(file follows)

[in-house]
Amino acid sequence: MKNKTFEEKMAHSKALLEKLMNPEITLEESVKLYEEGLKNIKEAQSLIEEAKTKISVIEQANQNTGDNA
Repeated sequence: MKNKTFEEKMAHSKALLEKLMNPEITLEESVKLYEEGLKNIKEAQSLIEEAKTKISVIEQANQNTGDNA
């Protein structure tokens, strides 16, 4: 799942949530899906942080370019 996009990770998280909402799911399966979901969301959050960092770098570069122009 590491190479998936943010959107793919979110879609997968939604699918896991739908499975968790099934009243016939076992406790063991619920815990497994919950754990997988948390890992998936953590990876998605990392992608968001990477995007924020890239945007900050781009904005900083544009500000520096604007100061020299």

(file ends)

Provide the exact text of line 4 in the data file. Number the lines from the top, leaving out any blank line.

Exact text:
């Protein structure tokens, strides 16, 4: 799942949530899906942080370019 996009990770998280909402799911399966979901969301959050960092770098570069122009 590491190479998936943010959107793919979110879609997968939604699918896991739908499975968790099934009243016939076992406790063991619920815990497994919950754990997988948390890992998936953590990876998605990392992608968001990477995007924020890239945007900050781009904005900083544009500000520096604007100061020299």